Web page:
Yesterday, Denmark released its UFO files, stating that, while most were explained, a number of them most certainly were not. Today the German government stated that a UFO that crossed the southern part of that country last week was a definite unknown. Last week, British Ministry of Defense UFO specialist Nick Pope said that the Royal Air Force had fired on UFOs, and, late last year, Ministry of Defense records showed that a US Air Force pilot had been ordered to fire on a UFO over that country in 1957, but had not released his rockets because the object (the size of an aircraft carrier) disappeared just as he was about to pull his trigger.
And this is hardly even the tip of the disclosure iceberg. The only thing that remains is some kind of official announcement from the US government, admitting that there are unknowns in our skies. The reason that I specify the US government in particular is that it is really the only one that hasn’t at least tacitly acknowledged the existence of this phenomenon.
There is no reason, at this point, for the government to do more than two things: first, to acknowledge that government entities such as NASA and the US Air Force have at times tracked objects that could not be explained; second, to direct the National Science Foundation to change its policy and encourage research into the phenomenon, rather than discourage it.
Over the years, there has built up in the public sector a vast folklore about UFOs and close encounters, to which I have contributed with books like Communion, exploring my own experiences. However, I have never drawn any conclusions about those experiences, for the simple reason that there is no scientific basis, as yet, for such conclusions.
Maybe the alien abduction phenomenon is real. My own vivid personal experiences tell me that it is. But I do not have proof and, as yet, we don’t even know what these objects flying around in our skies are.
What is lacking is not disclosure of things like official communications with alien beings. If my own experiences are in any way representative, such communications are hardly going to be helpful at this point, and they may even be misleading, perhaps quite seriously so.
The process of contact–and that is what is unfolding here, and has been for at least sixty years–is by far the most complex challenge that the human mind has ever faced. For this reason, as this unknown becomes an acknowledged public reality, we must start at the beginning, rather than jumping to conclusions about what is happening.
The beginning is this. First, our established scientific community must begin a public study the aerial aspects of the phenomenon by developing means of reliably detecting the presence of genuine unknowns, tracking their movements, and developing good statistics about their numbers, their patterns of movement, and the locations they visit. Second, the close encounter witness phenomenon must be addressed on two levels. First, witnesses, like me, who have verified unknown objects in their bodies, should be thoroughly profiled physically and psychologically. Their narratives should be tested for accuracy using the most reliable means we possess.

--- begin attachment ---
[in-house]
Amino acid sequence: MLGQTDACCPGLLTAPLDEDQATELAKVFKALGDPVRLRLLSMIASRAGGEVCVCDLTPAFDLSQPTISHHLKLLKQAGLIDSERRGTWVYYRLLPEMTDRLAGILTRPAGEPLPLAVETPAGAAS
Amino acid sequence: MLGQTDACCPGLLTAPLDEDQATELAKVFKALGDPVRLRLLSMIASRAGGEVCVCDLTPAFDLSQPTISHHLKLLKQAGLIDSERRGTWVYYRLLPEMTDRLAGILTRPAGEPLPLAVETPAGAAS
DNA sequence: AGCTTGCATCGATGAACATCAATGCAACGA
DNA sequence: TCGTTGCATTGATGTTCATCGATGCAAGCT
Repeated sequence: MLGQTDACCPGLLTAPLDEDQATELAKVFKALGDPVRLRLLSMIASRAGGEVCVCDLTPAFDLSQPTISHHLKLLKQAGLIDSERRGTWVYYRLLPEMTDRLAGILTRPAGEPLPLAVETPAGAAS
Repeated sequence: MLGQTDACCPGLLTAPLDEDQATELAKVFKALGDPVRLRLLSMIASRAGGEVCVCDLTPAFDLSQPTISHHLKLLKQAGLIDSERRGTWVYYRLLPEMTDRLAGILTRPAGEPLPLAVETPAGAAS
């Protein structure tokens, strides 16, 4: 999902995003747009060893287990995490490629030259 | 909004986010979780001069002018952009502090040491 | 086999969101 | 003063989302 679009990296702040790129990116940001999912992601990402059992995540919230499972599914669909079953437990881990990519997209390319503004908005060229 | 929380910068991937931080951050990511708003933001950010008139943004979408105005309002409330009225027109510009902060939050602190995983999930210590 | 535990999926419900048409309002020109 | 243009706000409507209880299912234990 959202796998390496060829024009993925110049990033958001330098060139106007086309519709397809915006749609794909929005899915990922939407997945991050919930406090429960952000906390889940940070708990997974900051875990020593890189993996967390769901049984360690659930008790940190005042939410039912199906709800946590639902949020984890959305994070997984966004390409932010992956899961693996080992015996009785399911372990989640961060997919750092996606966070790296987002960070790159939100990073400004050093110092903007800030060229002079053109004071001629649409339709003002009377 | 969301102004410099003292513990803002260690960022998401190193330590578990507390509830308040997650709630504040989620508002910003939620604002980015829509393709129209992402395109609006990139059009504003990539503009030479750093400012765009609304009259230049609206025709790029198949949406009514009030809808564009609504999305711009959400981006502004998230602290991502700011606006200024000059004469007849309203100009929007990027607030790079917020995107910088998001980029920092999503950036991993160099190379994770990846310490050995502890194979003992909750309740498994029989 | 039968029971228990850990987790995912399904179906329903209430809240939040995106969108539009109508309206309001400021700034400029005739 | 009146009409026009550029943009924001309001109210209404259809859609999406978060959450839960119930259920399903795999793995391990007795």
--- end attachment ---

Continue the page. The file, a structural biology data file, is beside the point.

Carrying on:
From this, a number of determinations can be made. First, is there something here more than folklore? Specifically, are there physical traces in these individuals that cannot be explained? If so, then how accurate are their narratives? (This can be determined using PET scanning techniques that can separate memories of physical experiences from imagined ones, an essential step when dealing with a phenomenon that impacts the mind on so many different levels, many of which are not clearly understood.)
So, if we proceed calmly and carefully, we can create a rational intersection between the folklore and the reality, insofar as we are able to discern what it may be.
Understand, I am not rejecting that folklore. My own body of work is integral to it, and I believe that my descriptions of what I have experienced are quite accurate. This means, of course, that Carl Sagan was right when he said that contact would be so strange that it would be almost beyond strangeness.
This is why, in evaluating the phenomenon, we must take small, careful steps, accept that it will take years of rigorous and open-minded study and–above all–start with the truth: we have no idea, right now, what is really going on.
There has never been a more opportune time to begin this journey, which will be the most remarkable and valuable one ever taken by the human species. Right now, as our environment and our economy both collapse around our ears, we urgently need major innovation to occur. If that does not happen, this species faces a truly terrible future, being trapped on a dying planet in numbers too large to do anything but make its death throes worse.
I think that the UFO phenomenon is evidence that it is possible, in some way, for us to express ourselves into the universe. Whether that means gaining an ability to travel to other planets, or something very much stranger, I do not know. Whether we ever develop a coherent and public relationship with whoever is here or not really doesn’t matter.
What does matter is that our scientific institutions, our religious leaders, our philosophers–the whole establishment of the human intellect–begin taking steps toward understanding on our own terms. We must gather and utilize knowledge using the resources available right now, which are primarily observation of craft and analysis of contact experience. The knowledge that we can gain from this sort of rigorous, careful and open-minded engagement with the phenomenon will be quite sufficient, I feel sure, to provide us with important new approaches, both socially and technologically, that will be key not only to our survival, but to a future for mankind that is, at present, beyond our most hopeful dreams.
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